WUSSES: Droves Of Wealthy Twentysomething New York City Millennials Still See Pediatricians

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In New York City, millennials are refusing to see doctors who treat adult patients and are instead remaining in the care of the physicians who treated them as children.

The New York Times has the story — mostly by way of a series of vignettes about well-heeled twentysomething Manhattanites and their doctors.

“I don’t have to leave Dr. Murphy, do I?” asked Lule Rault, one of the millennials cited by the Times. “I’m only 26!”

Rault, a 26-year-old medical student at Tulane University in New Orleans, said she hopes to keep seeing her pediatrician at Uptown Pediatrics on Manhattan’s tony Upper East Side until she is 29. She’s had the same doctor since she was a baby.

“The last time I was there, he told me there was one patient older than me — a boy,” Rault added.

On her Facebook page, Rault likes The Notebook (twice), The Girls Guide to Fishing and Hunting, The Hotchkiss School and all things Harry Potter.

Another Manhattan millennial, 20-year-old Carleton College student Andrew Ruvkun, said he is also perfectly content to see his pediatrician.

“He signs off on my NCAA forms, and he’s the only doctor I’ve ever known,” Ruvkun, a runner, told the Times.

On his Facebook page, Ruvkun likes The Browning School, Carmelo Anthony and pretty much every New York City sports team.

Murphy, Rault’s doctor, noted that pediatricians continue to see full-fledged adult patients in New York City because many doctors who treat adults have incredibly long wait lists or won’t accept the insurance coverage offered by new millennial patients. Some of them demand a retainer as high as $3,000 just to schedule a visit.

“The patient, or parent, reasons that it makes more sense to just stay with the pediatrician,” Murphy told the Times.

Murphy noted that his waiting room is now divided. One side has toys designed for babies and little kids. The other side is a typical waiting room with racks of magazines.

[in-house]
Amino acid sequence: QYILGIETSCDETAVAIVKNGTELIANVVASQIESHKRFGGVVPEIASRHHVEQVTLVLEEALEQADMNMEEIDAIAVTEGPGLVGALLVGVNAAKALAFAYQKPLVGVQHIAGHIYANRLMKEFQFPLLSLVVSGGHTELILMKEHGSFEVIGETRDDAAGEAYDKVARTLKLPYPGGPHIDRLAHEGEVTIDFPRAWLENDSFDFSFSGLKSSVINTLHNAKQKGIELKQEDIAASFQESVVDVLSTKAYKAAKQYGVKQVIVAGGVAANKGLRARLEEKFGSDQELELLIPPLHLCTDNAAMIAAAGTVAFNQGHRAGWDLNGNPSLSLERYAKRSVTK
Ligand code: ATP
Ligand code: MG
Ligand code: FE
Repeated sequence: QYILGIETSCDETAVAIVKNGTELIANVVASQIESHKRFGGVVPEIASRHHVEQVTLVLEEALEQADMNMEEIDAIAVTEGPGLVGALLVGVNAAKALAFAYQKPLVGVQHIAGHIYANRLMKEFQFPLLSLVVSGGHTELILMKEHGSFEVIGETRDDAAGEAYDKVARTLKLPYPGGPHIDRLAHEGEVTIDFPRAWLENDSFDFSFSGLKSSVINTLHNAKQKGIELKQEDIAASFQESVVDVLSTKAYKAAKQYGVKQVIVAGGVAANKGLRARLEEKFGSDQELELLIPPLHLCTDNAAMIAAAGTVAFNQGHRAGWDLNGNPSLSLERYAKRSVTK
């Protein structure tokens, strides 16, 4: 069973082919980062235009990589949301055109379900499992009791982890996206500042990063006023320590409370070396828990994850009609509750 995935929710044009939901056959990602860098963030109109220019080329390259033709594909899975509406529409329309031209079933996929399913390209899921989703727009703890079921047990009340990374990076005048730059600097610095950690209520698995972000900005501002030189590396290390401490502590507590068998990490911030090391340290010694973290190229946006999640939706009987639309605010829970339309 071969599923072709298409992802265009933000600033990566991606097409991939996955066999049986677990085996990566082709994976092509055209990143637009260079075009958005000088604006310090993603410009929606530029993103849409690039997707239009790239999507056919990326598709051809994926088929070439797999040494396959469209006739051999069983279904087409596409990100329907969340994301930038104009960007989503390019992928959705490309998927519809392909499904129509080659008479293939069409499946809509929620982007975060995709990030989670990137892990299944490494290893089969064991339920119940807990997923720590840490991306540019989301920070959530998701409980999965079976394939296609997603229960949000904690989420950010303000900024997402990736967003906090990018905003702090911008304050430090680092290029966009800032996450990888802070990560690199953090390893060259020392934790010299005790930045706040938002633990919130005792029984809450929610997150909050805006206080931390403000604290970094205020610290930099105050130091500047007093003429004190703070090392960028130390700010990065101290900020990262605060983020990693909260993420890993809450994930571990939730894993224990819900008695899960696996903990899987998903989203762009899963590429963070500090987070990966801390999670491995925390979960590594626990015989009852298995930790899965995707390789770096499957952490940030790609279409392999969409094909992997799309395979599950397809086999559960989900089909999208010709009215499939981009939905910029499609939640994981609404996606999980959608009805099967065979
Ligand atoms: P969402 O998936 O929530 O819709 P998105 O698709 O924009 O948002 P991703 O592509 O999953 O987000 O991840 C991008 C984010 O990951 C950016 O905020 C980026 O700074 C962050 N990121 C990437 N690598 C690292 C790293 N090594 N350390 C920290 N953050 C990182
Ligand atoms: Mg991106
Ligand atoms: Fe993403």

Another Upper East Side doctor, Ralph Lopez, suggested that grownup millennials who see pediatricians is something probably unique to New York City.

“Your mom and dad may pick out an internist for you, but you don’t like the doctor, so you stay with someone like me,” Lopez told the Times. “I’m seeing two 25-year-olds later today.”

There’s no hard-and-fast rule about when a person must graduate from a pediatrician to a doctor who treats adults. Customarily, the age has been around the time a person goes to college, but the age has been creeping upward.

“My official rule is it is really time to go when you yourself are ready to have a baby,” Upper East Side pediatrician Cynthia Pegler told the Times.

Thanks to the Affordable Care Act, America’s parents can keep their children on their insurance plans until the kids reach the age of 26.

Millennials, if you are not up on your demographic jargon, are the cohort of young people born roughly between 1980 and 2000. It’s the term baffled academics and journalists have chosen to bestow on the generation after Generation X.

A Pew Research Center poll from May found that members of America’s millennial generation are more likely to live at home with their parents than with a spouse — or, say, a live-in boyfriend or girlfriend.

In addition to refusing to see a doctor who treats actual adults, millennials also support U.S. military intervention including the use of ground troops against the Islamic State and believe that the 2015 outbreak of #BlackLivesMatter protests will fail to create any meaningful changes in American society, according to a Harvard University survey conducted last year. (RELATED: Harvard Survey Shows Majority Of Millennials Favor War On ISIS, Are Cynical About #BlackLivesMatter)

And they like to shop at discount stores. (RELATED: Their Unrealistic Expectations Crushed At Last, Wealthy Millennials Now Shop At Dollar Stores)

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